Derek Jeter has four World Series rings, but has always been surrounded by a better supporting cast. Nomar Garciaparra has better overall offensive numbers, but has never won the big one.
And while most baseball fans agree that they're two of the best in the game, our
contrarians have room in their hearts for only one.
Urban: Nomar's numbers don't lie
Give them a read, then let us know what you think.
Jeter comes through in the clutch
Baseball is a game of numbers.
| Doug Miller|
Playoff baseball, or, even more important, championship playoff baseball, is about a heck of a lot more than that.
That's the main reason why Derek Jeter is better and will always be better than Nomar Garciaparra.
If you're one of those seamheads who lives and breathes baseball statistics, sure, Nomar's your shortstop.
He's got a higher lifetime batting average than Jeter, he's hit more home runs, driven in more runs, and has higher OPS, OBP and other three-letter abbreviations that mean nothing when it comes to getting it done in October.
If the Yankees make it past the Red Sox in this American League Championship Series and go on to win the Fall Classic, Jeter will be able to put a World Series ring on every finger of one hand.
He'll have led his team to five world titles in his first eight seasons in the big leagues, all the while ably handling the bright lights and intense media and fan scrutiny of the Big Apple.
Nomar, on the other hand, has a lot of learning to do in Beantown.
Jeter could start teaching Garciaparra right away by giving him a quick lesson is in his dealings, or should we say non-dealings, with the media.
Jeter is always available to talk to reporters before games and usually is the first one to sit down at his locker to greet the media after the games.
He recognizes his importance as a team spokesman and delivers thoughtful answers to questions ranging from personal issues to team-oriented subjects.
Good luck getting the same response out of Nomar, who has made it very clear that he'd rather be anywhere else.
Sure, Jeter has hardly been the only guy to power the recent Yankees dynasty. He's done his part, but he's just one part of a great legacy of talent.
But how many more hits and RBIs would Jeter have amassed if all he had to do was hit a 250-foot fly ball to left field to get a double or triple in 81 games each year?
There's no doubt Nomar's a great player, but Derek Jeter's name just has a certain ring to it.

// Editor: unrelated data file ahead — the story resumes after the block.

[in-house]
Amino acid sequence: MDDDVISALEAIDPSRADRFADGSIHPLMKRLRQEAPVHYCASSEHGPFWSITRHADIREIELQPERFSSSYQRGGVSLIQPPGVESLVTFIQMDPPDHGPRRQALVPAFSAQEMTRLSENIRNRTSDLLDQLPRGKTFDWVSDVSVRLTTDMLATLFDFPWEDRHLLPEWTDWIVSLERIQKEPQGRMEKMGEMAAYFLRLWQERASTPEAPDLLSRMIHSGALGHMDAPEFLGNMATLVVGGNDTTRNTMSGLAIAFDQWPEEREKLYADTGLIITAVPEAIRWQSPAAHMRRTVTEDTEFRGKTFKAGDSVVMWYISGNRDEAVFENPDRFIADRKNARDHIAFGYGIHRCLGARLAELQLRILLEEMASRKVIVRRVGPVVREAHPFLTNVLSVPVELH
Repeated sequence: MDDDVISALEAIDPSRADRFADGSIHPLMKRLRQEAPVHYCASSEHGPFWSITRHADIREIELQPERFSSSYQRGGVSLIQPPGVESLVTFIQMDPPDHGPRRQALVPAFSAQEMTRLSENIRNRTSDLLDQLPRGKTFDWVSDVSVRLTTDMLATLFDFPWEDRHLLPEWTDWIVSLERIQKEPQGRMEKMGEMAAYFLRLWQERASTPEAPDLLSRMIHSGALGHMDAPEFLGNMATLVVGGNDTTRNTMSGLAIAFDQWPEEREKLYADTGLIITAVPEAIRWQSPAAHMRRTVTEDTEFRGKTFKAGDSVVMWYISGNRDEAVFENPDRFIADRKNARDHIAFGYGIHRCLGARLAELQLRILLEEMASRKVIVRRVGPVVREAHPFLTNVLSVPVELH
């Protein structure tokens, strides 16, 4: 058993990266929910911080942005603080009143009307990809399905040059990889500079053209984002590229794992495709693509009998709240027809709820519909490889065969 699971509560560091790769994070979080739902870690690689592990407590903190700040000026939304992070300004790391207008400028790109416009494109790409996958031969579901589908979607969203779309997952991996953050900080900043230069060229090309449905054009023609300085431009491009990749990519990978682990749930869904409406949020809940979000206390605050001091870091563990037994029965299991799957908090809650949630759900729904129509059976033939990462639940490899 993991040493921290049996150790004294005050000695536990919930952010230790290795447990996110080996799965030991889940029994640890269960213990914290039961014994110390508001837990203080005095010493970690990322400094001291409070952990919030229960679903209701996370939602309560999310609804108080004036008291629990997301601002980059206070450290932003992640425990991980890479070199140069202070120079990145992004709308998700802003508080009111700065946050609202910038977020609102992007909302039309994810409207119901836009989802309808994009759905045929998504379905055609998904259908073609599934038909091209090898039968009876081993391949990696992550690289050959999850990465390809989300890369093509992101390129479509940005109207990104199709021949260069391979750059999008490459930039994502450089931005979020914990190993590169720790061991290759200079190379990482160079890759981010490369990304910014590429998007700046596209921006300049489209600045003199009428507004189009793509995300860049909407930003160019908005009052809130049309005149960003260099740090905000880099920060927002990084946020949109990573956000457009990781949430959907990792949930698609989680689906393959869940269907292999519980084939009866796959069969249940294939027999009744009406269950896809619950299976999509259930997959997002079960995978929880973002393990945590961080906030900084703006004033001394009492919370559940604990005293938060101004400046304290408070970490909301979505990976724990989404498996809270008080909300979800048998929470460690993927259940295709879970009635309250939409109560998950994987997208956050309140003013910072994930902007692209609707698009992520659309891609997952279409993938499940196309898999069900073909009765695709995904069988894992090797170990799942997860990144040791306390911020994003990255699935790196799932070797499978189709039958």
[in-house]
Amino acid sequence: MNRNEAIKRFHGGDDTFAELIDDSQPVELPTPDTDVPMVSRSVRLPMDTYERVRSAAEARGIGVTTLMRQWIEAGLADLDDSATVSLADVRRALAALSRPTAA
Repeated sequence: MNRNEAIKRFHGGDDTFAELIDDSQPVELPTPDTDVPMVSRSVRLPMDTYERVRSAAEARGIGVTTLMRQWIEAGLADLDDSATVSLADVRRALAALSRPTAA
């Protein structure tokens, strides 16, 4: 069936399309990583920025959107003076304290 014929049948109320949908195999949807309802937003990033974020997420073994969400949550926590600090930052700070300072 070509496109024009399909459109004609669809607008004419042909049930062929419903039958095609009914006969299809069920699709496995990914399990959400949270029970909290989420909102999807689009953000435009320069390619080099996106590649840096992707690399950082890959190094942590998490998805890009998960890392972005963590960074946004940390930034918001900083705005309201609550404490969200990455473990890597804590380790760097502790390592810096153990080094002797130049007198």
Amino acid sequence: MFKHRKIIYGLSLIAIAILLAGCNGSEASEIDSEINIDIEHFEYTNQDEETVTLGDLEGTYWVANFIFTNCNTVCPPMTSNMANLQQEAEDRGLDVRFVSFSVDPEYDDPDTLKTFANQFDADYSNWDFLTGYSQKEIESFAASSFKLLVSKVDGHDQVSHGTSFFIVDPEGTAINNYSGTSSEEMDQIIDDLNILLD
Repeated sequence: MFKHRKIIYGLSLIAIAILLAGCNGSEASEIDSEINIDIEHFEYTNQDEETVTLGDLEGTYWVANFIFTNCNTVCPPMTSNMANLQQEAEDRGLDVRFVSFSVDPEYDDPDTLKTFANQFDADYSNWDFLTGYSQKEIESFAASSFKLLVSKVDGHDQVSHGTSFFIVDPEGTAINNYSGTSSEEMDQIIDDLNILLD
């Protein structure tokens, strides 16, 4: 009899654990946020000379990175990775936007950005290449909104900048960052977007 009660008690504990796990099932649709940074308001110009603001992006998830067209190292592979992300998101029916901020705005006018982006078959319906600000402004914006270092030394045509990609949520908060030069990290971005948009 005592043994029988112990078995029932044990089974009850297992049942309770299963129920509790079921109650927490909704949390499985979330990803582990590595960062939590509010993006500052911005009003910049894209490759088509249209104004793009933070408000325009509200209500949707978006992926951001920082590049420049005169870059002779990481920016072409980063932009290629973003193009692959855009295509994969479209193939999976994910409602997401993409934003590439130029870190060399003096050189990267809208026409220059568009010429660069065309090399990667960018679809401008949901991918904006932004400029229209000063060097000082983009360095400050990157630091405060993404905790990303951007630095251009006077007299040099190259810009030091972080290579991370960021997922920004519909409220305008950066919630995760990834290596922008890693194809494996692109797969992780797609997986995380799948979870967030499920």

Make that four rings.
Doug Miller is a reporter for MLB.com. This column was not subject to approval by Major League Baseball or its clubs.
Nomar's numbers don't lie
BOSTON -- It's a little like trying to decide between filet mignon and Chateaubriand, this
| Mychael Urban|
The Ritz or the Four Seasons? Cristal or Dom? Laffy Taffy or Abba Zabba?
Nomar Garciaparra or Derek Jeter. You really can't go wrong. But if choose you must, you'd
be wise to choose Nomar.
Why? Because as good as Jeter is, Nomar is just a little bit better.
Take a look at their career numbers. In virtually every significant stat, Nomar has
outperformed his more-celebrated colleague. It's right there in black and white, and
numbers don't lie.
Granted, Jeter is probably the better base runner, and he always seems to be in the right
place at the right time on the field. Well, guess what? He was in the right place at the
right time when the 1992 draft came along, too, and if he wasn't, this argument might not
be taking place.
Here's the basic premise of the pro-Jeter side: He's got four championship rings to
True. But if you honestly think the Yankees wouldn't have won those titles with Nomar up
the middle, you've been staring at the message board on luisgonzalezgotlucky.com for far
If you can separate yourself from whatever loyalty you have to Jeter and whatever disdain
you have for Nomar, though, you have to admit that Nomar is the more complete player.
Jeter has better postseason numbers, of course, but don't think that doesn't have a little
something to do with being surrounded by true Bronx Bombers his entire career. Nomar was
-- until this year -- surrounded largely by a bunch of Beantown Bleeders.
Who's going to get more pitches to hit? Someone in the same lineup as guys like Bernie
Williams, Paul O'Neill and Tino Martinez or guys like Jose Offerman?
And sure, Jeter is far more media-savvy. Maybe a bit too media-savvy. He seems to
have recovered nicely from that Opening Day shoulder injury, hitting .324 and all. But
whenever he noticed the dugout camera during the ALDS, he'd wince and rub that same
shoulder like he'd just given himself a tetanus shot with a rusty fork.
It's simple. Jeter is a very, very good player who's been upgraded to superstar by a
superior supporting cast, a series of TV ads and the fawning Gotham press. Garciaparra is
a great player who's earned superstar status with nothing more than his bat and his glove.
Mychael Urban is a national writer
for MLB.com. This column was not subject to approval by Major League Baseball or its